General Joseph 7?. Anderson. 417
About two P. M., an advance was ordered and the two lines moved steadily forward to the assault. On reaching the crest of the hill confronting Porter's position, the leading brigade encountered a storm of grape, canister and minie balls, and in a moment or two, unable to withstand the deadly fire to which it was subjected, gave way and fell back, a part breaking through the supporting column ol Field, throwing his line into temporary disorder.
Just at this critical moment, the attention of the writer was attract- ed to a general officer of commanding figure, who was moving along the broken line endeavoring to rally his men and exhorting them to stand firm. Seizing the colors of one of the regiments, he planted near the crest of the hill, and by entreaty and example soon gathered around it the more intrepid of his command, The tide of battle was rushing on, men were falling on either hand, but even amid the storm of battle one could pause long enough to inquire the name of an officer so conspicuous for his gallantry. On that field the writer first saw and learned to admire the lion-hearted courage of one, now a prominent citizen of Richmond General Joseph R. Anderson^ under whose quiet demeanor, as he moves daily about our streets, one would scarcely recognize the hero of this incident.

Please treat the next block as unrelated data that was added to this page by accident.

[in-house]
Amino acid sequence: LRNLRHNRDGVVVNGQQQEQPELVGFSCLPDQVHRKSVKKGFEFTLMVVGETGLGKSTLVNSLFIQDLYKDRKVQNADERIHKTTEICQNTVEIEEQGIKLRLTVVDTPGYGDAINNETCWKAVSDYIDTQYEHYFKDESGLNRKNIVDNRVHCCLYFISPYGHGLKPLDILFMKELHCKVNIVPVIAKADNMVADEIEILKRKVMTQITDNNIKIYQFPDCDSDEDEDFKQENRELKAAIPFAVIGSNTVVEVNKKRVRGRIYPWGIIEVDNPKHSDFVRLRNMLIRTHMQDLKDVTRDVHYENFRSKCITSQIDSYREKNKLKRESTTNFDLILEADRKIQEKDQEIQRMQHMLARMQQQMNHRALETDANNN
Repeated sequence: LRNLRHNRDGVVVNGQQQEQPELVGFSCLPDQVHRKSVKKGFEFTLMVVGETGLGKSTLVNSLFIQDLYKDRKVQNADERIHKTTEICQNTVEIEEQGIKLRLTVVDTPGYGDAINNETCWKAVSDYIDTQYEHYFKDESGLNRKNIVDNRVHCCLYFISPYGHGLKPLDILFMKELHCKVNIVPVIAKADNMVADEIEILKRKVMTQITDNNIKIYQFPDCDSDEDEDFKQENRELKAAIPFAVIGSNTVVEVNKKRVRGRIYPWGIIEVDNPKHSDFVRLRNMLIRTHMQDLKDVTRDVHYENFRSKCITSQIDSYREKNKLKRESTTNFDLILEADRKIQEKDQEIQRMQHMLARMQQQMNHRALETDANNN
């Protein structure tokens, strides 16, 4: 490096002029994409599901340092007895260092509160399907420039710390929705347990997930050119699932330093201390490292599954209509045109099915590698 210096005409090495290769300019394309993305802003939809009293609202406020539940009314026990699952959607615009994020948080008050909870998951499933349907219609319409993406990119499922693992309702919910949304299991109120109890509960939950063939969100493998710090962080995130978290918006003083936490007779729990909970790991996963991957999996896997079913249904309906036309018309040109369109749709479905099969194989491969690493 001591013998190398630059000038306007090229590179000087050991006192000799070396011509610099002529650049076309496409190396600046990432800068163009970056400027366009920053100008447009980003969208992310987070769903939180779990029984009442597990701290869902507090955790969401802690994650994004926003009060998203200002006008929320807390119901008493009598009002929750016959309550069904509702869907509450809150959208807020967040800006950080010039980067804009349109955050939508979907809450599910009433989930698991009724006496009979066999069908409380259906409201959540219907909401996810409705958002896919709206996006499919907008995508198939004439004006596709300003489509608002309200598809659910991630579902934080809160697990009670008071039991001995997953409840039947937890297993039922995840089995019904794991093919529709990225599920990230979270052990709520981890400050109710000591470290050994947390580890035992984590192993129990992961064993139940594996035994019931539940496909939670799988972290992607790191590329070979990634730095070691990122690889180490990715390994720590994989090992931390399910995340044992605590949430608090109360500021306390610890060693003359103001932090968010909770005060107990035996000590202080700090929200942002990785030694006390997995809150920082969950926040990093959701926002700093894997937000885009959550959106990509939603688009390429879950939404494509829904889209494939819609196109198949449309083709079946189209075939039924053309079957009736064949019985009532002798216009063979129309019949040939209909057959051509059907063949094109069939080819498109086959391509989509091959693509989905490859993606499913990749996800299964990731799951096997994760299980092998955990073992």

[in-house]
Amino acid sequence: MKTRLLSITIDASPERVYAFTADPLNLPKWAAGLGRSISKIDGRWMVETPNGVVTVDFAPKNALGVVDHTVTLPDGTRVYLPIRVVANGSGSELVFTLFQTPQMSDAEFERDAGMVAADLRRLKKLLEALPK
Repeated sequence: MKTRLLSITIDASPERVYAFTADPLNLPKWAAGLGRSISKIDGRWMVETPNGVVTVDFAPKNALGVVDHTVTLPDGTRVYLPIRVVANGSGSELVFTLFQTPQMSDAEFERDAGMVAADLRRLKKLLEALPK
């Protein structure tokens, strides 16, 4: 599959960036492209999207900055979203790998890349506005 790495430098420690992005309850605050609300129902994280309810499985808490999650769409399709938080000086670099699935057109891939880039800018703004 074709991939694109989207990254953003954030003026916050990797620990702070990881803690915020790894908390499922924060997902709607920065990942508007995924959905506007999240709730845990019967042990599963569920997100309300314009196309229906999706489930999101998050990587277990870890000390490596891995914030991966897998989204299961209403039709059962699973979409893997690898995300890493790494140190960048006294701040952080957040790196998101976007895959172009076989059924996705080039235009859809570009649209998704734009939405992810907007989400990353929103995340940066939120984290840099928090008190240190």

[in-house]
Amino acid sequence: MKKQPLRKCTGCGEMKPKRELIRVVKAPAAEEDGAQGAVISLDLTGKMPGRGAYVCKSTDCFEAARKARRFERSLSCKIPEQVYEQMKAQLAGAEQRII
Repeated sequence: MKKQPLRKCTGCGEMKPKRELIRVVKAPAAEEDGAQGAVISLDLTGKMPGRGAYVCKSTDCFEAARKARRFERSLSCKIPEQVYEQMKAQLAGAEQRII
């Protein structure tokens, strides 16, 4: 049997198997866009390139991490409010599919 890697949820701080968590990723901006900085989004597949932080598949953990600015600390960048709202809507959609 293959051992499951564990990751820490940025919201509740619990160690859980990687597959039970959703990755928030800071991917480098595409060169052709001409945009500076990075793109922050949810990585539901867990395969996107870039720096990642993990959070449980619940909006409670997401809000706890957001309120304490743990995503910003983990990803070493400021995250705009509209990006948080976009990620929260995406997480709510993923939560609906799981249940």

AN EYE WITNESS.